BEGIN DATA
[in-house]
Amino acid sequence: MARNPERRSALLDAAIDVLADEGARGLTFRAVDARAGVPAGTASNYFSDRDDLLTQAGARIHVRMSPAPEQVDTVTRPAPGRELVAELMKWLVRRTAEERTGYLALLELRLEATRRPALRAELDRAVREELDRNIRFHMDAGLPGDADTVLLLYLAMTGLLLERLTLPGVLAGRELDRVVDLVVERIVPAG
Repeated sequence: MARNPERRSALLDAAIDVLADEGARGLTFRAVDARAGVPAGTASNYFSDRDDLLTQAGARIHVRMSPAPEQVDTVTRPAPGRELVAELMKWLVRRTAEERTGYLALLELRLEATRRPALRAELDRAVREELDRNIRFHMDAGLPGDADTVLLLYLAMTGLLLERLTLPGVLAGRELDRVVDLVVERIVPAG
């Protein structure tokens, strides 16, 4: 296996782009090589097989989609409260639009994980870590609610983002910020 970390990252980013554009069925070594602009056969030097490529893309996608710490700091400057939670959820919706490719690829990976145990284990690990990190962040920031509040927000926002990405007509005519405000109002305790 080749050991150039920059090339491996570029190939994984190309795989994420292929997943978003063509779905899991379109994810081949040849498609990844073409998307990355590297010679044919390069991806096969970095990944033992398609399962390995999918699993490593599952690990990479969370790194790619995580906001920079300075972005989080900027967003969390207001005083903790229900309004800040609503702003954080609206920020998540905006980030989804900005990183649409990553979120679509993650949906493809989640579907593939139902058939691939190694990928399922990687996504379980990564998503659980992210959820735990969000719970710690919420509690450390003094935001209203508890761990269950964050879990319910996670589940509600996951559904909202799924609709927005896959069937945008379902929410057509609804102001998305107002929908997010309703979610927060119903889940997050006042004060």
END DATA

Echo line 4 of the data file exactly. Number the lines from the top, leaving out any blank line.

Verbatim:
């Protein structure tokens, strides 16, 4: 296996782009090589097989989609409260639009994980870590609610983002910020 970390990252980013554009069925070594602009056969030097490529893309996608710490700091400057939670959820919706490719690829990976145990284990690990990190962040920031509040927000926002990405007509005519405000109002305790 080749050991150039920059090339491996570029190939994984190309795989994420292929997943978003063509779905899991379109994810081949040849498609990844073409998307990355590297010679044919390069991806096969970095990944033992398609399962390995999918699993490593599952690990990479969370790194790619995580906001920079300075972005989080900027967003969390207001005083903790229900309004800040609503702003954080609206920020998540905006980030989804900005990183649409990553979120679509993650949906493809989640579907593939139902058939691939190694990928399922990687996504379980990564998503659980992210959820735990969000719970710690919420509690450390003094935001209203508890761990269950964050879990319910996670589940509600996951559904909202799924609709927005896959069937945008379902929410057509609804102001998305107002929908997010309703979610927060119903889940997050006042004060």